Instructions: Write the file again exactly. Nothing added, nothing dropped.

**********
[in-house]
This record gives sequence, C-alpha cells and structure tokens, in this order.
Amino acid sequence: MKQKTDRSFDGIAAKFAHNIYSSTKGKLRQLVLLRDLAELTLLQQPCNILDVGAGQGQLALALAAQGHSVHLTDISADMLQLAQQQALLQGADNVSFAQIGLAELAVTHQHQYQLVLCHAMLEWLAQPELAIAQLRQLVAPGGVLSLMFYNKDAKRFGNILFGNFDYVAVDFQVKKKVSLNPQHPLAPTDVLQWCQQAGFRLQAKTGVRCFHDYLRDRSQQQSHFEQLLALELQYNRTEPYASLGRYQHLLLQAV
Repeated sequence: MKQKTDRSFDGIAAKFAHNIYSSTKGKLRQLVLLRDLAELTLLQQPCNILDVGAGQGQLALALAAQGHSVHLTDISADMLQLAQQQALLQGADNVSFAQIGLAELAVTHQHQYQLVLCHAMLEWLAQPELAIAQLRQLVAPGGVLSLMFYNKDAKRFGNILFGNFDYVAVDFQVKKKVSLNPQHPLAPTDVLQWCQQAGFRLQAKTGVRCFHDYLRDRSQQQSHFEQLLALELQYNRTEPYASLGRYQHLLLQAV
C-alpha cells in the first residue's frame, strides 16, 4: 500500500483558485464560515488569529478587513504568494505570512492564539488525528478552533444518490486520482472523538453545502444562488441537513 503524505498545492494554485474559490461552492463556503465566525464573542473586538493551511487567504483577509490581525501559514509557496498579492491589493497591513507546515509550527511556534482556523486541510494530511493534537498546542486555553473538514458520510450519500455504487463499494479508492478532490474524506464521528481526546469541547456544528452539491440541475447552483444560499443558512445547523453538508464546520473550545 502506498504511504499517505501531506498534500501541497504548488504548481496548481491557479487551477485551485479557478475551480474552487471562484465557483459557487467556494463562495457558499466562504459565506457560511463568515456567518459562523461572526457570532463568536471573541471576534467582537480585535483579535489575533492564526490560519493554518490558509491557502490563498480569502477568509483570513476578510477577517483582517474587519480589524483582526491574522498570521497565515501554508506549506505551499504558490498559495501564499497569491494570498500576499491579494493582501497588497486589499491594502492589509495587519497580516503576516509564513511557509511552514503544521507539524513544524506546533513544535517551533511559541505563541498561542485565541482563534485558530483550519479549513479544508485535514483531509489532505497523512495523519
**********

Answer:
[in-house]
This record gives sequence, C-alpha cells and structure tokens, in this order.
Amino acid sequence: MKQKTDRSFDGIAAKFAHNIYSSTKGKLRQLVLLRDLAELTLLQQPCNILDVGAGQGQLALALAAQGHSVHLTDISADMLQLAQQQALLQGADNVSFAQIGLAELAVTHQHQYQLVLCHAMLEWLAQPELAIAQLRQLVAPGGVLSLMFYNKDAKRFGNILFGNFDYVAVDFQVKKKVSLNPQHPLAPTDVLQWCQQAGFRLQAKTGVRCFHDYLRDRSQQQSHFEQLLALELQYNRTEPYASLGRYQHLLLQAV
Repeated sequence: MKQKTDRSFDGIAAKFAHNIYSSTKGKLRQLVLLRDLAELTLLQQPCNILDVGAGQGQLALALAAQGHSVHLTDISADMLQLAQQQALLQGADNVSFAQIGLAELAVTHQHQYQLVLCHAMLEWLAQPELAIAQLRQLVAPGGVLSLMFYNKDAKRFGNILFGNFDYVAVDFQVKKKVSLNPQHPLAPTDVLQWCQQAGFRLQAKTGVRCFHDYLRDRSQQQSHFEQLLALELQYNRTEPYASLGRYQHLLLQAV
C-alpha cells in the first residue's frame, strides 16, 4: 500500500483558485464560515488569529478587513504568494505570512492564539488525528478552533444518490486520482472523538453545502444562488441537513 503524505498545492494554485474559490461552492463556503465566525464573542473586538493551511487567504483577509490581525501559514509557496498579492491589493497591513507546515509550527511556534482556523486541510494530511493534537498546542486555553473538514458520510450519500455504487463499494479508492478532490474524506464521528481526546469541547456544528452539491440541475447552483444560499443558512445547523453538508464546520473550545 502506498504511504499517505501531506498534500501541497504548488504548481496548481491557479487551477485551485479557478475551480474552487471562484465557483459557487467556494463562495457558499466562504459565506457560511463568515456567518459562523461572526457570532463568536471573541471576534467582537480585535483579535489575533492564526490560519493554518490558509491557502490563498480569502477568509483570513476578510477577517483582517474587519480589524483582526491574522498570521497565515501554508506549506505551499504558490498559495501564499497569491494570498500576499491579494493582501497588497486589499491594502492589509495587519497580516503576516509564513511557509511552514503544521507539524513544524506546533513544535517551533511559541505563541498561542485565541482563534485558530483550519479549513479544508485535514483531509489532505497523512495523519